Edith Hope is a romance novelist who is banished by her friends to the Hotel du Lac on Lake Geneva in order to atone for a transgression, the details of which we don't learn until well into the second half of the book. At the hotel, it is approaching the end of the season and only a handful of long-term guests remain. Edith establishes a routine of writing and spending time with the other guests. Then along comes Mr Neville.

I am quite bemused that this won the Booker in 1984. It's such a simple,
CoffeeBook Chick
Hotel du Lac, by Anita Brookner surprised me. The first forty or so pages, while beautifully written, were a tad tough to meander through at times. But then, oh then, all of a sudden, and at some point I can't recall, I was quite happy -- it pulled me in and although it's a quiet and contemplative story, it was really quite interesting and I felt at home with it.

Edith Hope is a romance writer who writes under another name -- she's accomplished, but to be honest, she writes about feelings and eve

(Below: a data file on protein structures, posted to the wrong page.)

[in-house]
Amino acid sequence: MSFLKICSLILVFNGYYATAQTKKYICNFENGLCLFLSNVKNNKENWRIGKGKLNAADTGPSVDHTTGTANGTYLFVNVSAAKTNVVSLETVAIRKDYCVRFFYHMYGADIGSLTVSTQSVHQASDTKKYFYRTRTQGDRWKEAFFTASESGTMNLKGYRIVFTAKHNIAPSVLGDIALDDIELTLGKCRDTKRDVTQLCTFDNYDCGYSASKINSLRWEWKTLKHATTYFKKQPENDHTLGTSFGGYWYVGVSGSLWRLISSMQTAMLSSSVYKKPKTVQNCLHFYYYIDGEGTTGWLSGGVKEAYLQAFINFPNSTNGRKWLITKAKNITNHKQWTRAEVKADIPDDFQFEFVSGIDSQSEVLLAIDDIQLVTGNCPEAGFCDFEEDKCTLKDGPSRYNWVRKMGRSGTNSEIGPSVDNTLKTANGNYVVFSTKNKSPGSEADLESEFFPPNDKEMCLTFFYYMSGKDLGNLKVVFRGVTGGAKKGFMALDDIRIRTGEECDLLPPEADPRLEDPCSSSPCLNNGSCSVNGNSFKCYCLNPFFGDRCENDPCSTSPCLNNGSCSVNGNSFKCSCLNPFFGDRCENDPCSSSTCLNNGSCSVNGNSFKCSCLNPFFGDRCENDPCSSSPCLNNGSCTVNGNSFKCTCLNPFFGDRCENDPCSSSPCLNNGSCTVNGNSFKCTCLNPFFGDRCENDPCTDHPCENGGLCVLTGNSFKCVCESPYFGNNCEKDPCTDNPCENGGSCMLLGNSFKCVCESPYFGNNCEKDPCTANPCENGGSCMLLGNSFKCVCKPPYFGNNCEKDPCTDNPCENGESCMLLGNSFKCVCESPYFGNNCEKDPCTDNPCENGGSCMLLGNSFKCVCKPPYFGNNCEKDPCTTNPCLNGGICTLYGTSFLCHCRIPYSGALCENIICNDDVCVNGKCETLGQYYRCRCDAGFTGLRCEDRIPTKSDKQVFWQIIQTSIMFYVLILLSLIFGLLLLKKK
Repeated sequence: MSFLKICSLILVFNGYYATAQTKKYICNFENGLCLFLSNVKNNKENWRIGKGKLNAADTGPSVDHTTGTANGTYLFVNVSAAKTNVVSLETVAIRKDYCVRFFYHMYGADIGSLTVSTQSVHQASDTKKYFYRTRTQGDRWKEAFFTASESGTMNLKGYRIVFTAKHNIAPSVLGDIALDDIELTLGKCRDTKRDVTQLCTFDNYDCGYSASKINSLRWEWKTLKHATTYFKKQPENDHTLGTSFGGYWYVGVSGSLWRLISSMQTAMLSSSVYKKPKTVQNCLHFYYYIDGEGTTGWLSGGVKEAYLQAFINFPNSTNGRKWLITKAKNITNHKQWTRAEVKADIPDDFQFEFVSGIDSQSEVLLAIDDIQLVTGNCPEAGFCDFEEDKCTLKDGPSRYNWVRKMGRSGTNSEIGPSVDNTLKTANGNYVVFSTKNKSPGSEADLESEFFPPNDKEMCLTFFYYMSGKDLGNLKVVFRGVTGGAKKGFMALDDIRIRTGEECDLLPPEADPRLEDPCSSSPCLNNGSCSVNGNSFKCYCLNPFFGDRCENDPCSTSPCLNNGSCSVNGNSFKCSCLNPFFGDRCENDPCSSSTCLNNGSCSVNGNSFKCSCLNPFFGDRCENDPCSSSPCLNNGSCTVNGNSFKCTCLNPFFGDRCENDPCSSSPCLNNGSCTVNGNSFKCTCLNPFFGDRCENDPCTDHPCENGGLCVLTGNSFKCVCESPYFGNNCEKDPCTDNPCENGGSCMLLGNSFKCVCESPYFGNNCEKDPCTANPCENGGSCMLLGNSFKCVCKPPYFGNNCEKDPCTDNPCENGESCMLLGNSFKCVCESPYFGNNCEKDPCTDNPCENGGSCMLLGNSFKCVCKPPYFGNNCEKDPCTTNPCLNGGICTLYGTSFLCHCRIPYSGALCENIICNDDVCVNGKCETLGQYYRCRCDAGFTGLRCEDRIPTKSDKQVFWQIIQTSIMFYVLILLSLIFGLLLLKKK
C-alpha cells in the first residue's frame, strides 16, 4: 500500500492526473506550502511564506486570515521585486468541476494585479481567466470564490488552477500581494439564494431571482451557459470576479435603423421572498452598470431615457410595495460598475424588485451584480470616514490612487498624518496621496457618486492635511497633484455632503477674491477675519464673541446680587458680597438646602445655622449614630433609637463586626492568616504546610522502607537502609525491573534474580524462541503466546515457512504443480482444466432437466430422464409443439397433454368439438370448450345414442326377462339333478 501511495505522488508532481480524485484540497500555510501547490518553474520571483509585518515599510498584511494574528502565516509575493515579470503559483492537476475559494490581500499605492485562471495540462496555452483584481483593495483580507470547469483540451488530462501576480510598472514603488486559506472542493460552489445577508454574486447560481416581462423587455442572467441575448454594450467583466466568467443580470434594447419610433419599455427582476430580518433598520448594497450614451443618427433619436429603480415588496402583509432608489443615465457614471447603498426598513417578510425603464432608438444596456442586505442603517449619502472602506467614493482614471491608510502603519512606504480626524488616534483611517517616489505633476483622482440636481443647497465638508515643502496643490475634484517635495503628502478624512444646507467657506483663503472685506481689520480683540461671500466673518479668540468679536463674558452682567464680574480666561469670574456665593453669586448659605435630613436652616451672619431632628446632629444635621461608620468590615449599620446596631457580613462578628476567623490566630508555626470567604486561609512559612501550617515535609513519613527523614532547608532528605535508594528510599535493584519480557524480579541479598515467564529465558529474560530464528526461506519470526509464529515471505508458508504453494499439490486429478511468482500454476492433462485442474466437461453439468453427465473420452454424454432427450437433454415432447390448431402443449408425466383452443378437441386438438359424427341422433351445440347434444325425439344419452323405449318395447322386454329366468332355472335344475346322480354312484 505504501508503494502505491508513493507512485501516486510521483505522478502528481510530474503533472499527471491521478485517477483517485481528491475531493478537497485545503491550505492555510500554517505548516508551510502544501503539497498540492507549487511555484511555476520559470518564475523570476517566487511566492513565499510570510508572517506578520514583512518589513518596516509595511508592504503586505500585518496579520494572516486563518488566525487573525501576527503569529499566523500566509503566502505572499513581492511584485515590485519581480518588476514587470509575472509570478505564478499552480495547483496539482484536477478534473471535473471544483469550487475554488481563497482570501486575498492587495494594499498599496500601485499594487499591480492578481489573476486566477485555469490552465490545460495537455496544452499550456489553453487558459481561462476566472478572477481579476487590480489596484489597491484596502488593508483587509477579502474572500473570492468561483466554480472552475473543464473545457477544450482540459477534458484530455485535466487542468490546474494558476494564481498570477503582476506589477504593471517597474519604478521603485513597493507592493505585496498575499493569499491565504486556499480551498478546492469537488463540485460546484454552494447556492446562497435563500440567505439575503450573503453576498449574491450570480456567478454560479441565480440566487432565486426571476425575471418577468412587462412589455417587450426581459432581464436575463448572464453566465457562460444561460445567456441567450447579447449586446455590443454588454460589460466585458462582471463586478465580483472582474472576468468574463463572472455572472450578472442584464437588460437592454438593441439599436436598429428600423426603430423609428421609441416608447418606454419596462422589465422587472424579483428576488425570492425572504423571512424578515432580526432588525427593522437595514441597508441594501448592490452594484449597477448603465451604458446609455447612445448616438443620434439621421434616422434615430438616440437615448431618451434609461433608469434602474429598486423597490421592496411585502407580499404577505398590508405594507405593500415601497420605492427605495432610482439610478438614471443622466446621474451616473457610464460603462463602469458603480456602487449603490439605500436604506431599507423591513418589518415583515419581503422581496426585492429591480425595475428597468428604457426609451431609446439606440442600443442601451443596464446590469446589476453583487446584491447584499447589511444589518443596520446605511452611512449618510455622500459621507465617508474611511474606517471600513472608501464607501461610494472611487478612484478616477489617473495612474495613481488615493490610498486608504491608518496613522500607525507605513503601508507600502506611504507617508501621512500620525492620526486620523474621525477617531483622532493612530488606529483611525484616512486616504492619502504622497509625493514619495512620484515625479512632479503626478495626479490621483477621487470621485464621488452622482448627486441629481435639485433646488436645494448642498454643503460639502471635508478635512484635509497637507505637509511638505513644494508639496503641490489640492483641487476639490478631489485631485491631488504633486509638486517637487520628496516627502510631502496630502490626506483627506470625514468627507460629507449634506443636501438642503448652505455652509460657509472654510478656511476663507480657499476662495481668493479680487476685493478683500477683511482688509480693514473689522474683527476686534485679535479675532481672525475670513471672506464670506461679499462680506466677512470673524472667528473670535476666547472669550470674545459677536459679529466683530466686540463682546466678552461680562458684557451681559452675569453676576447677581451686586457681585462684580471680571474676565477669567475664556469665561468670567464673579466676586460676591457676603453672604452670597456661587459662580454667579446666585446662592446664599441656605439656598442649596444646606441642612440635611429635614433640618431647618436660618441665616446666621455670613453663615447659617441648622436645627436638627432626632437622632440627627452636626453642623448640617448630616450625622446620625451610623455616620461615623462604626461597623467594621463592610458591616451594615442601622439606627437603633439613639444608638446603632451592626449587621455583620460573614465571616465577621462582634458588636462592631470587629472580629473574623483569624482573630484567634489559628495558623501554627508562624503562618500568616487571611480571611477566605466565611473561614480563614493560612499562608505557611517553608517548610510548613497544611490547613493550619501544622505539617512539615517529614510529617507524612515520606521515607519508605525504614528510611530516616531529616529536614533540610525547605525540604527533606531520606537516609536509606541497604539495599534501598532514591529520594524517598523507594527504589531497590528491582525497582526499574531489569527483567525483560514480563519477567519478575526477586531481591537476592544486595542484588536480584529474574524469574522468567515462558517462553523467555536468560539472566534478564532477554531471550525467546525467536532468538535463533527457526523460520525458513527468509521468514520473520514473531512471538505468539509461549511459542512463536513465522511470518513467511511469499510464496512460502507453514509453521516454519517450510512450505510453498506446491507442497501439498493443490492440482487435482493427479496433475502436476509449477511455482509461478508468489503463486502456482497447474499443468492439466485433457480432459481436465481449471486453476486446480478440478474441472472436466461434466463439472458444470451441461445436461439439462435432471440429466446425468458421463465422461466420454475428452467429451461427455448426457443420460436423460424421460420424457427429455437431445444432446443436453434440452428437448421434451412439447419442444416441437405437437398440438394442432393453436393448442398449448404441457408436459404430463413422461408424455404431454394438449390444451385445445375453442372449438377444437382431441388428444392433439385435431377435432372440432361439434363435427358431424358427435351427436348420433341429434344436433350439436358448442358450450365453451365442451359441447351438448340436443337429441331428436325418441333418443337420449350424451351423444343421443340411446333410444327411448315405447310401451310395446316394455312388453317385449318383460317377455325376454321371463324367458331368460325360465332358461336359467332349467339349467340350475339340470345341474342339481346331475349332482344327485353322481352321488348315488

About how being coupled allows one to relax and behave badly, and the good behavior expected of single women. The main character is brittle and lonely, and the tenor of everything is like "overcooked veal" but still there is something about the way the character feels uncomfortable in the world, the way she is constantly constructing an edifice to protect herself from it, that is universal. There is also a remarkable perception about the ways women engage in frippery to exclude men, for example: ...more
This is a well-written book for people who enjoy the low-key, thoughtful sort of lonely protagonist who appears quiet, almost withdrawn, out-of-step, who has depth and strength and yes, sadness, and for Anglophiles everywhere who mourn the passing of good manners. Among other things, Brookner focuses on character and the distinct nature of the woman alone and the way she is seen by society, in a sometimes delightfully dry, beautiful prose. A beautiful book.
I liked the sound of this one, however I didn’t feel that it ultimately delivered. It felt too slow and had too many words describing things I didn’t care about. I wanted to know why Edith, the narrator, was in the hotel in Switzerland, but it just seemed to take too long to get there - even though my copy of the book (a large print edition) was only just over 200 pages long!
K.D. Absolutely
Mar 15, 2014 K.D. Absolutely rated it 2 of 5 stars
Recommended to K.D. by: 1984 Booker Prize
Shelves: booker, drama, feminist, sad